I was a little surprised that within 5 miles of the hotel, we were already making a U-turn and doubling back. This happened several times before we found ourselves riding down a stretch of road that was freshly covered with about three inches of loose gravel. You folks that live up north will recognize this as “tar and chip” and sure enough just up ahead was a truck vomiting hot tar onto the road as another truck dumped loose gravel onto it. Since everyone in my group was from the South, we had no idea why Pennsylvania was trying their best to make the worst possible motorcycle road, but we did know that being stuck behind this road crew was not going to work.
After a mile or so of wading through deep gravel, Tim led us off the road into the parking lot of a questionable looking gas station. Potholes replaced the gravel, but at least they could be avoided. While Tim consulted the satellites for a new route, Steve was pulling tools out to work on the rear brake. As Steve turned the adjuster on his brake rod, it became clear that it wasn’t an adjustment problem, but a stripped adjuster. Now he was left with no rear brake and the prospect of riding at least a few more miles in loose gravel on a steep mountain road. I started asking around the parking lot if there was anyone nearby with a welder and managed to find a woman who thought her son might have one. She gave us some spotty directions, and 10 minutes later, we were pulling up at the diesel shop less than a mile away. The owner rolled out a well-used welder and proceeded to weld the hell out of Steve’s brake rod and wouldn’t take a dime for the service.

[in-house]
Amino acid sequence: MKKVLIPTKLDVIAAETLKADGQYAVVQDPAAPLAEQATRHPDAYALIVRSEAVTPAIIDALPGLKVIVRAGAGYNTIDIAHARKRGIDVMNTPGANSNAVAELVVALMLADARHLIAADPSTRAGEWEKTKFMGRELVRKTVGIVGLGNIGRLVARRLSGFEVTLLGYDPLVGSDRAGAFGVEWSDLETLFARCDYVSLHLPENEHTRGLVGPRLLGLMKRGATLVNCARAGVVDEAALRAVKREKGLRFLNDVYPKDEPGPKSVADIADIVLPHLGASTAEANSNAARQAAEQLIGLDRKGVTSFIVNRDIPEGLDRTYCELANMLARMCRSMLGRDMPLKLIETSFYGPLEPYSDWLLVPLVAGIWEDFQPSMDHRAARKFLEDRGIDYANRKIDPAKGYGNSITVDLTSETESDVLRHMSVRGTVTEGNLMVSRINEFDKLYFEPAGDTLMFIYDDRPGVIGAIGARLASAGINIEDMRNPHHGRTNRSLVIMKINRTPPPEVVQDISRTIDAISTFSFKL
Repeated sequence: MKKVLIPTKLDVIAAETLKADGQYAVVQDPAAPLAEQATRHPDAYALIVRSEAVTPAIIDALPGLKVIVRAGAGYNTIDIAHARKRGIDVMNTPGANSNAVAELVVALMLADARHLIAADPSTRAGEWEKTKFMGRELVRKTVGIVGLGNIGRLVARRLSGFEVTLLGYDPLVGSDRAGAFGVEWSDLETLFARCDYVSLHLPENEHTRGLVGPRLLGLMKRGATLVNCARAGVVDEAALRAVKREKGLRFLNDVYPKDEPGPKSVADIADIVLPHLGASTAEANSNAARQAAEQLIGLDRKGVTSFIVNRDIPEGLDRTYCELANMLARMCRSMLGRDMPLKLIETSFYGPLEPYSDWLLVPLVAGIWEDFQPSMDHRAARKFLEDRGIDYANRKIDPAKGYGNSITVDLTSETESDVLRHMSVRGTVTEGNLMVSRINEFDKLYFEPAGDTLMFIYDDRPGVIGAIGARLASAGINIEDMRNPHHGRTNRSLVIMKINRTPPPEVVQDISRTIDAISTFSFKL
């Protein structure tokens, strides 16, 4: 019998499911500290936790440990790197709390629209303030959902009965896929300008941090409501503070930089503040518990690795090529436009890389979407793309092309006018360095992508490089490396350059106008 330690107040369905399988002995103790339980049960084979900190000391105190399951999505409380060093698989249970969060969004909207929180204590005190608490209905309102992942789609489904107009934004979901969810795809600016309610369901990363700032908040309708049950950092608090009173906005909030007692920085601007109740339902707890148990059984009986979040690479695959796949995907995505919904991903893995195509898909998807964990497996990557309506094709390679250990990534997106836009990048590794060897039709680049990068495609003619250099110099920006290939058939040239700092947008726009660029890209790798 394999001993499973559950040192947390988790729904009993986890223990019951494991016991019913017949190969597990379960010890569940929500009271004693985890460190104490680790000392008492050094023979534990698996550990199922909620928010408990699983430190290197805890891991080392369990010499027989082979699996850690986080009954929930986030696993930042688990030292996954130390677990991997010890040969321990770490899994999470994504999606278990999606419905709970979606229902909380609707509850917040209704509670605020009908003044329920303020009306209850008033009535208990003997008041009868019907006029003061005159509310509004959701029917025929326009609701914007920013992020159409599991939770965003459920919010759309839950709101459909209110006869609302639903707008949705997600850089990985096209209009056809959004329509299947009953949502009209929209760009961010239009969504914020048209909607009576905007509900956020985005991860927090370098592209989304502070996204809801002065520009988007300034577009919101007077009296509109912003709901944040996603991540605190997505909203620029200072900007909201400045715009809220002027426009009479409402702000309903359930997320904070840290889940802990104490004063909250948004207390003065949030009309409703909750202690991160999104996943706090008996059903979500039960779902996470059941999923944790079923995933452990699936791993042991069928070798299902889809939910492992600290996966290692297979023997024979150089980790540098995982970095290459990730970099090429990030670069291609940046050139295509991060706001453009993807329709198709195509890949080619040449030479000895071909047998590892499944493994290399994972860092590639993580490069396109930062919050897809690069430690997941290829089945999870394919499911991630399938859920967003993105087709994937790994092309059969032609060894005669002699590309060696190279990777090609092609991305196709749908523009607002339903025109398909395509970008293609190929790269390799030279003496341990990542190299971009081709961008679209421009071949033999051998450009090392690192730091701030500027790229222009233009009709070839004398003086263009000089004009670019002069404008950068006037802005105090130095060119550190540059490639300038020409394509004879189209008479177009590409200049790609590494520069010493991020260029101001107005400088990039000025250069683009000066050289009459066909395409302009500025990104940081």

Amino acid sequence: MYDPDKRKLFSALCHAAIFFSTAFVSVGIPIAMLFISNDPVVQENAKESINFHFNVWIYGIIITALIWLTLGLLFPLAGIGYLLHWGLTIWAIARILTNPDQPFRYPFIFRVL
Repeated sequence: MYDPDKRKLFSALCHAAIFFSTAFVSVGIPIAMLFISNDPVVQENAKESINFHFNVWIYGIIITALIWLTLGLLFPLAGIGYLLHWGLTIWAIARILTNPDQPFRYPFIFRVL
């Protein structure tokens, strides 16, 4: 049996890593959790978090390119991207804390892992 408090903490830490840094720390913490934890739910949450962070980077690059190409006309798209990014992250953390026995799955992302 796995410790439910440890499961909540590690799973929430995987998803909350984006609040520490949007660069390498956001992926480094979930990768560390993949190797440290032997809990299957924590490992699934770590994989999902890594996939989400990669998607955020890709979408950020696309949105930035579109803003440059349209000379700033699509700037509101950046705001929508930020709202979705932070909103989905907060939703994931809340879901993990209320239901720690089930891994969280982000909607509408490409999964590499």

With Steve’s rear brake functioning again, we were finally back on the road. Before long we were riding through a rainstorm, which came as a surprise since I clearly remembered in the safety meeting that we would be riding west to avoid the storms to our east or maybe it was riding east to avoid the storms in the west, but either way, we were clearly in the wrong place. As we huddled under the eaves of some long-abandoned building to put on our rain gear, Tim discovered the problem. Apparently, the turn by turn directions we were given had all been combined into one file. This meant that there was no way for the GPS to differentiate between which turns went with which day. Instead, the GPS just took us to the next closest turn. With our chances of making the lunch stop completely lost, we decided to backtrack to the hotel. At least we would be early for dinner…